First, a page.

Say what??? From the Regex Coach website:
(1) "can be used to experiment with (Perl-compatible) regular expressions"
(2) "PCRE (which is used by projects like Python" -- once upon a time,
way back in the dream-time, when the world was young, ...

The problem is this little snippet near the end of your regex:
re.compile(r'(\d*)?')

Traceback (most recent call last):
File "<stdin>", line 1, in ?
File "C:\Python24\lib\sre.py", line 180, in compile
return _compile(pattern, flags)
File "C:\Python24\lib\sre.py", line 227, in _compile
raise error, v # invalid expression
sre_constants.error: nothing to repeat

The message is a little cryptic, should be something like "a repeat
operator has an operand which may match nothing". In other words, you
have said X? (optional occurrence of X) *BUT* X can already match a
zero-length string. X in this case is (\d*)

This is a theoretically valid regex, but it's equivalent to just plain
X, and leaves the reader (and the re implementors, obviously) wondering
whether you (a) have made a typo (b) are a member of the re
implementation quality assurance inspectorate or (c) just plain confused :-)

BTW, reading your regex was making my eyes bleed, so I did this to find
out which piece was the problem:
import re
pat0 = r'([^\d]*)(\d{1,3}\.\d{0,2})?(\d*)(\,\d{1,3}\.\d{0,2})?(\d *)?.*'
pat1 = r'([^\d]*)'
pat2 = r'(\d{1,3}\.\d{0,2})?'
pat3 = r'(\d*)'
pat4 = r'(\,\d{1,3}\.\d{0,2})?'
pat5 = r'(\d*)?.*'
for k, pat in enumerate([pat1, pat2, pat3, pat4, pat5]):
print k+1
re.compile(pat)
But is Python's
regex syntax different that an ordinary syntax?
Python aims to lift itself above the ordinary :-)

By the way, i'm using it to normalise strings like:

London|country/uk/region/europe/geocoord/32.3244,42,1221244
to:
London|country/uk/region/europe/geocoord/32.32,42,12

By using \1\2\4 as replace. I'm open for other suggestions to achieve
this!


Well, you are just about on the right track. You need to avoid the
eye-bleed (by using VERBOSE patterns) and having test data that doesn't
have typos in it, and more test data. You may like to roll your own test
harness, in *Python*, for *Python* regexes, like the following:

C:\junk>type re_demo.py
import re

tests = [
["AA222.22333,444.44555FF", "AA222.22,444.44"],
["foo/geocoord/32.3244,42.1221244", "foo/geocoord/32.32,42.12"], #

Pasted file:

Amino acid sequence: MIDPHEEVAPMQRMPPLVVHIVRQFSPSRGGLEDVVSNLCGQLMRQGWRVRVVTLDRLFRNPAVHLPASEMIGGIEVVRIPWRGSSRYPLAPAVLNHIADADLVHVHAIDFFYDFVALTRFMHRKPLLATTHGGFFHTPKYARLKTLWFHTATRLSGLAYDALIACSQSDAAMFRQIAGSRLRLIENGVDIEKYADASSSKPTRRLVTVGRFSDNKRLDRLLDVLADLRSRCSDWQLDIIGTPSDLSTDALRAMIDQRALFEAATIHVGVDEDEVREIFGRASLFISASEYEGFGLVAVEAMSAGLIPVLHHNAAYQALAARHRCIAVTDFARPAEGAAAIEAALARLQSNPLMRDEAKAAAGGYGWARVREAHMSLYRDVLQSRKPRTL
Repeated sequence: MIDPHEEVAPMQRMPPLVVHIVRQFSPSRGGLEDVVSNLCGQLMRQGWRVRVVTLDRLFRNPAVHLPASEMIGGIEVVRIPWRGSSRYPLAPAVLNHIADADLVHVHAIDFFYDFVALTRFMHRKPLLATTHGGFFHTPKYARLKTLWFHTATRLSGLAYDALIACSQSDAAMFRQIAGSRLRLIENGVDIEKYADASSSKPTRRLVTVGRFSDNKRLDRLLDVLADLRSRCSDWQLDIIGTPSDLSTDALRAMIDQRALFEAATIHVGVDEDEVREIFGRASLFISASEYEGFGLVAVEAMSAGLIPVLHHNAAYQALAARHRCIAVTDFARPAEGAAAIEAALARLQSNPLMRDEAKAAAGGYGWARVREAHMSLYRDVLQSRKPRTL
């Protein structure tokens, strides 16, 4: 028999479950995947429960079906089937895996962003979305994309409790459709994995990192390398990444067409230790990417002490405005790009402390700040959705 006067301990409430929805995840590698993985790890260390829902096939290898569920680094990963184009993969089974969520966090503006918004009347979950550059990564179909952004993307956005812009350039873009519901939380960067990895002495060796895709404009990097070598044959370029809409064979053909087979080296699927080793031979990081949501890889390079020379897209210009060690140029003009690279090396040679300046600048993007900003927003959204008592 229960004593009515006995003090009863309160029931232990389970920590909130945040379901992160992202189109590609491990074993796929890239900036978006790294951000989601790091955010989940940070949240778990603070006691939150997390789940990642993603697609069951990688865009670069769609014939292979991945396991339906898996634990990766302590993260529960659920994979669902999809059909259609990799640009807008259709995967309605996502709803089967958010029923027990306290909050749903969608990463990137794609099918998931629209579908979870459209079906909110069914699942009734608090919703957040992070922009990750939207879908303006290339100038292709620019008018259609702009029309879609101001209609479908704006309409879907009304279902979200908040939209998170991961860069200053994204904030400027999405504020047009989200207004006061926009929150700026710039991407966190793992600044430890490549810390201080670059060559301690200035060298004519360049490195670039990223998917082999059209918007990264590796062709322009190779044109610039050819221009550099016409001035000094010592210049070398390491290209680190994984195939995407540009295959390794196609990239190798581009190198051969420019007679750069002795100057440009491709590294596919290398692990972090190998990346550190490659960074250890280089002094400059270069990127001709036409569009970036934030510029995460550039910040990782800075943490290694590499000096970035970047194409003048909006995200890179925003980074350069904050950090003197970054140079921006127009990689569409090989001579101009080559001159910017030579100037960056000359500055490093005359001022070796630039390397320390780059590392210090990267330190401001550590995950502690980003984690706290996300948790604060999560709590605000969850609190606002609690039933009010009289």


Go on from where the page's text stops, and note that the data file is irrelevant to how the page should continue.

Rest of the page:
what you meant
["foo/geocoord/32.3244,42,1221244", "foo/geocoord/32.32,42,12"], #
what you posted
]

pat0 = r'([^\d]*)(\d{1,3}\.\d{0,2})?(\d*)(\,\d{1,3}\.\d{0,2})?(\d *)?.*'
patx = r"""
([^\d]*) # Grp 1: zero/more non-digits
(\d{1,3}\.\d{0,2})? # Grp 2: 1-3 digits, a dot, 0-2 digits
(optional)
(\d*) # Grp 3: zero/more digits
(\,\d{1,3}\.\d{0,2})? # Grp 4: like grp 2 with comma in front
(optional)
(\d*) # Grp 5: zero/more digits
(.*) # Grp 6: any old rubbish
"""

rx = re.compile(patx, re.VERBOSE)
for testin, expected in tests:
print "\ntestin:", testin
mobj = rx.match(testin)
if not mobj:
print "no match"
continue
for k, grp in enumerate(mobj.groups()):
print "Group %d matched %r" % (k+1, grp)
actual = rx.sub(r"\1\2\4", testin)
print "expected: %r; actual: %r; same: %r" % (expected, actual,
expected ==
actual)

C:\junk>re_demo.py

testin: AA222.22333,444.44555FF
Group 1 matched 'AA'
Group 2 matched '222.22'
Group 3 matched '333'
Group 4 matched ',444.44'
Group 5 matched '555'
Group 6 matched 'FF'
expected: 'AA222.22,444.44'; actual: 'AA222.22,444.44'; same: True

testin: foo/geocoord/32.3244,42.1221244
Group 1 matched 'foo/geocoord/'
Group 2 matched '32.32'
Group 3 matched '44'
Group 4 matched ',42.12'
Group 5 matched '21244'
Group 6 matched ''
expected: 'foo/geocoord/32.32,42.12'; actual:
'foo/geocoord/32.32,42.12'; same:
True

testin: foo/geocoord/32.3244,42,1221244
Group 1 matched 'foo/geocoord/'
Group 2 matched '32.32'
Group 3 matched '44'
Group 4 matched None
Group 5 matched ''
Group 6 matched ',42,1221244'
Traceback (most recent call last):
File "C:\junk\re_demo.py", line 28, in ?
actual = rx.sub(r"\1\2\4", testin)
File "C:\Python24\lib\sre.py", line 260, in filter
return sre_parse.expand_template(template, match)
File "C:\Python24\lib\sre_parse.py", line 782, in expand_template
raise error, "unmatched group"
sre_constants.error: unmatched group

===

HTH,
John
May 25 '06 #4